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Road Trip Prep

Planning on going on a road trip soon? Before you do so, you should check your car to make sure that it is in good condition and running smooth. Even a small problem such as a worn windshield wiper, out-of-balance tire or improper wheel alignment can cause a lot of troubles during a long drive.

We have included some simple tips on how to prepare your vehicle for a trip. However, this checklist does not include many other important items such as brakes and suspension components that may only be inspected by a qualified mechanic in a garage with the car on the lift. Book an appointment with your dealer or mechanic before your trip. Ask for one of those maintenance packages with an oil change, tire rotation and mechanical inspection.

  1. Have a look in your vehicle's owner's manual and don't forget to keep it in your glove box on your trip. The owner's manual contains a lot of useful information from how to tow a trailer, change a flat tire and where the jack is located. If you need to top off engine oil or other fluids during a trip, you can find the fluid capacity specifications as well as recommended fluid types in your owner's manual. It also contains instructions how to jump-start a car if the battery dies, what to do if the engine overheats, how to change a headlight bulb and many others. If you don't have an owner's manual, many car manufacturers offer to download an electronic copy of the owner’s manual. You can order the printed version from your local dealer.
  2. Have a look under the hood. Does anything look out of place? Are there any leaks, loose clamps or kinked hoses? Are the battery terminals clean? Does the drive belt look warn out?
  3. Check the fluids in your car. Checking the oil, coolant and brake fluid levels may help you avoid an accident or an unnecessary breakdown. Visually check the engine coolant (antifreeze) level in the overflow tank and top of if low. Low brake fluid level may indicate worn out brake pads - have your brakes checked. If your next oil or transmission fluid change is due soon, definitely do it before a trip. A long trip can put additional stress on your motor. Check the power steering fluid and don’t forget to top up the windshield washer fluid.
  4. Make sure your heater / air conditioner works properly. Check your car’s air filter (pollen filter). If it's been a long time since you changed your air filter, it might be a good idea to change it before a trip. A dirty air filter will cause lack of power and restrict air flow for the A/C or heater. A supply of clean air to your engine improves its performance. If you want to change it yourself, your owner's manual has the instructions.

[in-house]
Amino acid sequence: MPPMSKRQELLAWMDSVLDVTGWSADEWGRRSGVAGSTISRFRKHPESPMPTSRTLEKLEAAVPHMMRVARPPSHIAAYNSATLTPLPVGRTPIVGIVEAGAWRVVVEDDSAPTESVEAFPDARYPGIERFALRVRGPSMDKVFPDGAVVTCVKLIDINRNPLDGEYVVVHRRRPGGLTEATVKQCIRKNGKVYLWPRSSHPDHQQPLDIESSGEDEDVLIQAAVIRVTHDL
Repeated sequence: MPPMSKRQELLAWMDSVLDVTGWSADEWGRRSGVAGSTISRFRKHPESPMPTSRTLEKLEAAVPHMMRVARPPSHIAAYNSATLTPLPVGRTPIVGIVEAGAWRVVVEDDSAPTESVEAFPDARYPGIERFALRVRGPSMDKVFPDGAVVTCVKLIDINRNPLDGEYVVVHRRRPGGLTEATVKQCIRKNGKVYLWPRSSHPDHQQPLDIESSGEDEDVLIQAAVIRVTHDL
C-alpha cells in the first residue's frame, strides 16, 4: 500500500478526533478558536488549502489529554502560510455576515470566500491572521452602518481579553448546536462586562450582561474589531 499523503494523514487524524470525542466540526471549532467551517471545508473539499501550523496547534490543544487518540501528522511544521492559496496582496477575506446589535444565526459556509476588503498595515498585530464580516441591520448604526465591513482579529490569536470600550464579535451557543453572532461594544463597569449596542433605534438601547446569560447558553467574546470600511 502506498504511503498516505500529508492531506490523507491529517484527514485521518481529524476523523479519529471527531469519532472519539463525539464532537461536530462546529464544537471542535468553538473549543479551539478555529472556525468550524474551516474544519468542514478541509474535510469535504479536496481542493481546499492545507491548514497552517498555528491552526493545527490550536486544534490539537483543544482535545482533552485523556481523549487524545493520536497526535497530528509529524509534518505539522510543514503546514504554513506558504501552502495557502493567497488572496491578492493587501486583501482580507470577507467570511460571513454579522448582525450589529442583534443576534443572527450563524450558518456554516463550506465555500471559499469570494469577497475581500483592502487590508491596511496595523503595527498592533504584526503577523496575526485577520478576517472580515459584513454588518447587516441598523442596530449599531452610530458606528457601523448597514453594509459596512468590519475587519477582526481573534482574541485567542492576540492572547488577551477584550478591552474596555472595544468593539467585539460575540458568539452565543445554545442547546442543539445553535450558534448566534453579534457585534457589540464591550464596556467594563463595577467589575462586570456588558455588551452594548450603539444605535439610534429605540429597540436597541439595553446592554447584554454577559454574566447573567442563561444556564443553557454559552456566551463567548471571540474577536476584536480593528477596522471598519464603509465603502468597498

5. Check your air pressure. These should be printed in the owner’s manual or a sticker on the body where the driver’s door shuts. The pressure marked on the side of the tire is the max which must not be exceeded. If you feel a vibration at highway speed, have your tires balanced. Also, don't forget to check your spare tire pressure. Often neglected, not doing so will turn a bad time into a worse one if unusable. This is also a good time to make sure you have a wheel wrench and tire jack for your spare tire in case of a flat.
  6. Check your tire wear by using a penny or tread gauge. Tires heat up on long trips which can cause blowouts on worn out tires.
  7. Wash your car. Before you pack, give your car a good scrubbing and vacuuming. At the minimum, clean the windows of your car for the best visibility.
  8. Check the horn and be certain that the wipers, wiper jets and all lights and turn signals are functional on your car. Replace the wipers if they don't clean the windshield properly. Replace bulbs as necessary. Note: occasionally, lights may not work because a fuse needs replacing.
  9. If you have wheel locks installed, make sure you have the key and the wrench to open the wheel nuts.
  10. Ensure that you have emergency equipment inside your car, and that everything works properly. Emergency equipment includes an up-to-date map, cell phone, and emergency tools. Though usually absent; flares, flashlights, medical kits and fire extinguishers may come in handy in worse-case scenarios. You can also include jumper cables, tire sealer-inflator can, tire gauge, some rages, work gloves, and a basic tool kit. Don’t forget your personal emergency kit with First Aid kit and items like a blanket, a bottle of water, couple of energy bars, etc.
  11. If you like long car rides, consider a GPS Navigation System. It can save you a lot of hassle, and not only can it show you the route estimate and your arrival time, it can also direct you to the nearest gas station, restaurant, park or many other points of interest.

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